Iraq in 2015 …

Iraq in 2015 …

The year just gone by has been a exceptionally difficult one for Iraq, as it attempts to tackle the misery being spread by the so-called Islamic State (IS, ISIS, ISIL), while at the same time managing the effects of a dramatic fall in the price of oil.

But without diminishing the enormity of these challenges, let’s not forget that 2014 also saw the successful exercise of democracy in the country with a general election, and the first stage of a resolution to the oil export dispute between Baghdad and Erbil.

As we start into 2015, the new government of Dr Haider Al-Abadi enjoys the goodwill of the international community, much of which is providing essential military and humanitarian assistance.

Having welcomed in a new year, many of us will have hopes and dreams for the twelve months ahead. What are your hopes for Iraq in 2015, and what are your predictions for the state of the country one year from now? Whatever your connection with Iraq, we’d love to read your opinions in the comments section below.

With another challenging but potentially rewarding year to come, all of us at Iraq Business News wish all Iraqis at home and abroad a happy, peaceful and prosperous 2015.

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Budget 2015 “Needs Serious Revision”

Budget 2015 “Needs Serious Revision”

Iraqi State Budget 2015- It Deserves Careful Reading But Needs Serious Revision

By Ahmed Mousa Jiyad.

The first reading of the draft law for budget 2015 by the Federal Parliament was done on 25 December at a presence of only 229 members of the Parliament. According to the parliamentary procedure the first reading entail reading the full text of the draft law without discussing or debating its contents.

The draft law was referred to the Finance and Legal Committees of the Parliament for examination and prepare opinion that would be delivered during the second reading.

The parliament adjourned and will reconvene on 7 January 2015.

Until the commencement of the second reading the above two Committees, other parliamentarians, experts and interested public have to examine thoroughly the draft budget and express opinion before tabling the draft law for voting and adoption.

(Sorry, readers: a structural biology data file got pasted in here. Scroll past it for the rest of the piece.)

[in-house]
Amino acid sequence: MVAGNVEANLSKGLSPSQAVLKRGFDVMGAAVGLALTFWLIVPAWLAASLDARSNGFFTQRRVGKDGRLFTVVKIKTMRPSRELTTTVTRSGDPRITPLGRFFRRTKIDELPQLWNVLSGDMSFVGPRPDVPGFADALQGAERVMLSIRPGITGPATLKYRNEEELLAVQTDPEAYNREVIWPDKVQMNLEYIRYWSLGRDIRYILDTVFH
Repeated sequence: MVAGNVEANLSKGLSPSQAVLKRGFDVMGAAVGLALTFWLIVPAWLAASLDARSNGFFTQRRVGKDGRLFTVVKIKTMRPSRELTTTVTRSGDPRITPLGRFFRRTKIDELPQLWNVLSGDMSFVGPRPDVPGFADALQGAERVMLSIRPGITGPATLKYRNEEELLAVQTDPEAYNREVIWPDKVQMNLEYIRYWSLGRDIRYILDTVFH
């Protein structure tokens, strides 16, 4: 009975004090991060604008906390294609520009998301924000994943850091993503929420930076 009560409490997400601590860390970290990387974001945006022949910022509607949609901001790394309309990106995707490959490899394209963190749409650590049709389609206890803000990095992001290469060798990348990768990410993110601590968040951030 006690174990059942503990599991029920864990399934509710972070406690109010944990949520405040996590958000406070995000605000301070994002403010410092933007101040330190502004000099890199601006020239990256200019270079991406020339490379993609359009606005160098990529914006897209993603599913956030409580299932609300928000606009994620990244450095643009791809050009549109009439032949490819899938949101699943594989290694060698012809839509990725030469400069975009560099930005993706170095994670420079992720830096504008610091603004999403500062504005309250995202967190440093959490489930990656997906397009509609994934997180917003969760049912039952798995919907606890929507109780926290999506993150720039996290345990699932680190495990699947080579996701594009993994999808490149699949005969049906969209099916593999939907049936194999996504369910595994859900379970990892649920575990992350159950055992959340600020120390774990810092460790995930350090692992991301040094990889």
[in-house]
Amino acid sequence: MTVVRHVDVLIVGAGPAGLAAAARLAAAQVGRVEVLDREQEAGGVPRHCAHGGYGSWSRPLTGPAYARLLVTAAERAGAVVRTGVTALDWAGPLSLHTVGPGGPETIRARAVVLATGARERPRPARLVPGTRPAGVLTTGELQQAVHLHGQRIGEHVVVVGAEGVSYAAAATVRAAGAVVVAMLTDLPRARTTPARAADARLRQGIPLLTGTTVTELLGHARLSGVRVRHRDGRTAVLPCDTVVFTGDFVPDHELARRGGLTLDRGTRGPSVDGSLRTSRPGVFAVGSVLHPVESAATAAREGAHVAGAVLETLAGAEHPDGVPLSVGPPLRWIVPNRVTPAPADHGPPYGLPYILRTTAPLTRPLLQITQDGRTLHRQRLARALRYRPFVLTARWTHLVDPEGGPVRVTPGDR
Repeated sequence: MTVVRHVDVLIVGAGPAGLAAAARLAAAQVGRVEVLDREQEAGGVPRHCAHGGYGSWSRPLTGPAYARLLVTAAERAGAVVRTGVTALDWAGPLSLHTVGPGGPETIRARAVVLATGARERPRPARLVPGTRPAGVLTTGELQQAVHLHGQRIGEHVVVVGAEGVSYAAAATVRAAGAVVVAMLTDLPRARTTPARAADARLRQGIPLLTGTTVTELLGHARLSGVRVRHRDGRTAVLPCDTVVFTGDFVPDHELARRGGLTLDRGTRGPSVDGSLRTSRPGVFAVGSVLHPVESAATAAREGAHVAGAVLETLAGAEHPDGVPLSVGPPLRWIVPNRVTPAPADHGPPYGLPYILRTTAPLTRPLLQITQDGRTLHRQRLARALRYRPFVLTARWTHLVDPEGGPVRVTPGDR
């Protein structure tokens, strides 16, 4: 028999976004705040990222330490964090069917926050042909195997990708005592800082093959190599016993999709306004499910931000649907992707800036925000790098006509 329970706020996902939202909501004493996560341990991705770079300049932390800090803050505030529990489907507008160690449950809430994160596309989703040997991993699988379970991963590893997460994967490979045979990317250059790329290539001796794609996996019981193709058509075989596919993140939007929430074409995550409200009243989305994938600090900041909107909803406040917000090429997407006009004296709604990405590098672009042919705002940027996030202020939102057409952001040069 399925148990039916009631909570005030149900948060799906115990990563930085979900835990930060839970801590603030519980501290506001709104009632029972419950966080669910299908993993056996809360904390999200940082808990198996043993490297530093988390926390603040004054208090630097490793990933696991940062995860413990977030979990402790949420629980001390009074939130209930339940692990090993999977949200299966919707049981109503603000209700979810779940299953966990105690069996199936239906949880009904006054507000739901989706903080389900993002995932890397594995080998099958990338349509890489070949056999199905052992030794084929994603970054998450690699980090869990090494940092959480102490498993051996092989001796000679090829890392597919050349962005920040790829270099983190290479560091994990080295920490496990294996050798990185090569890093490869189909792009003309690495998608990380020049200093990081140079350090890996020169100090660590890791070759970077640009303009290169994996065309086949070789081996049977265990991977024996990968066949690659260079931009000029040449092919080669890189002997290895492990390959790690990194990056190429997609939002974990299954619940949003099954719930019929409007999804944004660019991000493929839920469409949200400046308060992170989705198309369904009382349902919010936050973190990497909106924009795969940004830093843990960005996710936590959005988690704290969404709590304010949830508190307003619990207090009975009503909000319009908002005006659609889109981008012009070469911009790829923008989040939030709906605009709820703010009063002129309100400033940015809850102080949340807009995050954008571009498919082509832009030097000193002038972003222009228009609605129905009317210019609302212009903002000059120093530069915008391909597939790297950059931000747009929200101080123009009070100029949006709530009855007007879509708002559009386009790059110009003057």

Please click here to download Ahmed Mousa Jiyad’s full report.

Posted in Ahmed Mousa Jiyad, Blog, Oil & Gas2 Comments

A Year of Iraq’s Best Bloggers

A Year of Iraq’s Best Bloggers

2014 has been a stellar year for our dedicated panel of Expert Bloggers.

As we draw the year to a close, our newsletter this week highlights just some of their contributions from the previous twelve months.

We’d like to thank all of them, and our Guest Bloggers, for their expert analysis and comment, and we look forward to more of the same in the year to come.

As always, you can count on Iraq Business News to give you the inside track!

All at Iraq Business News would like to wish all our readers, advertisers, staff and well-wishers every happiness of the Season.

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No Excuse for Excessive Holidays

No Excuse for Excessive Holidays

By Padraig O’Hannelly.

A recent report from Al Monitor highlights the shocking number of official and unofficial holidays in Iraq, and the affect that this is having on commercial activity and education. But that’s just part of the picture.

Due to its plentiful oil reserves, many would consider Iraq to be an example of a rentier state, whose main function is to distribute the profits from exported natural resources.

It might sound like a good deal, but at current oil prices Iraq will have difficulty balancing its budget if it also wants to defeat the Islamic State and continue with its program of building houses and developing infrastructure.